Explicit versus implicit social cognition testing in autism spectrum disorder
2013 (English)In: Autism, ISSN 1362-3613, E-ISSN 1461-7005Article in journal (Refereed) Published
Although autism spectrum disorder is defined by reciprocal social-communication impairments, several studies have found no evidence for altered social cognition test performance. This study examined explicit (i.e. prompted) and implicit (i.e. spontaneous) variants of social cognition testing in autism spectrum disorder. A sample of 19 adolescents with autism spectrum disorder and 19 carefully matched typically developing controls completed the Dewey Story Test. ‘Explicit’ (multiple-choice answering format) and ‘implicit’ (free interview) measures of social cognition were obtained. Autism spectrum disorder participants did not differ from controls regarding explicit social cognition performance. However, the autism spectrum disorder group performed more poorly than controls on implicit social cognition performance in terms of spontaneous perspective taking and social awareness. Findings suggest that social cognition alterations in autism spectrum disorder are primarily implicit in nature and that an apparent absence of social cognition difficulties on certain tests using rather explicit testing formats does not necessarily mean social cognition typicality in autism spectrum disorder.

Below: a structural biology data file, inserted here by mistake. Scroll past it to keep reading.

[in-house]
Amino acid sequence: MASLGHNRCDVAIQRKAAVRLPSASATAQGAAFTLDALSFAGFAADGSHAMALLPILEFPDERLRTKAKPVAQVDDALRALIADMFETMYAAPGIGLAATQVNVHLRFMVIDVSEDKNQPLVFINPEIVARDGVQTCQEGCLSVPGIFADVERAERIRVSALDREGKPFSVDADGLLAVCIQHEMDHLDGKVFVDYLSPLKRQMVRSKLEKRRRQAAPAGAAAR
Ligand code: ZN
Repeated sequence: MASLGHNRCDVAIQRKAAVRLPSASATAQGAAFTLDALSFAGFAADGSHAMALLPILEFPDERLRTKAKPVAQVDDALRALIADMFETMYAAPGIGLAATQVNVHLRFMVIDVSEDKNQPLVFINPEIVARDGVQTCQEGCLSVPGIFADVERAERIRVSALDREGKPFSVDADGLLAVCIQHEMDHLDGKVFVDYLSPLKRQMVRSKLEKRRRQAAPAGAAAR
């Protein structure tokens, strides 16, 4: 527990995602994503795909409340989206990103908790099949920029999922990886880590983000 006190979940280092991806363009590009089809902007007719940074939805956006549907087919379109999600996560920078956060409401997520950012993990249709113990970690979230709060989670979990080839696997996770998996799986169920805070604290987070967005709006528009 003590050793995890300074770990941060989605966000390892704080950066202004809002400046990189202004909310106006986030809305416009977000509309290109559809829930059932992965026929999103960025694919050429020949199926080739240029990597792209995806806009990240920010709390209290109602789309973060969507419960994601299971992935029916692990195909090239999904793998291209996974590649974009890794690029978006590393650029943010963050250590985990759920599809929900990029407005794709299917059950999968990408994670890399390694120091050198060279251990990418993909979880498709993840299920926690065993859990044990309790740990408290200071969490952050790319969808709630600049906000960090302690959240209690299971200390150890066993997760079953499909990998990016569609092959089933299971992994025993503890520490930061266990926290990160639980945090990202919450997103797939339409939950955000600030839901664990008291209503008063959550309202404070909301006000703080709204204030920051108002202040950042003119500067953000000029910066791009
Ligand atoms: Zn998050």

Place, publisher, year, edition, pages
Sage Publications, 2013.
Asperger’s syndrome, assessment, mentalizing, neurodevelopmental disorders, psychometrics, theory of mind
Research subject Child and Youth Psychiatry; Psychology
IdentifiersURN: urn:nbn:se:umu:diva-81412DOI: 10.1177/1362361313492393ISI: 000342637900007PubMedID: PubMed ID: 24104519OAI: oai:DiVA.org:umu-81412DiVA: diva2:655119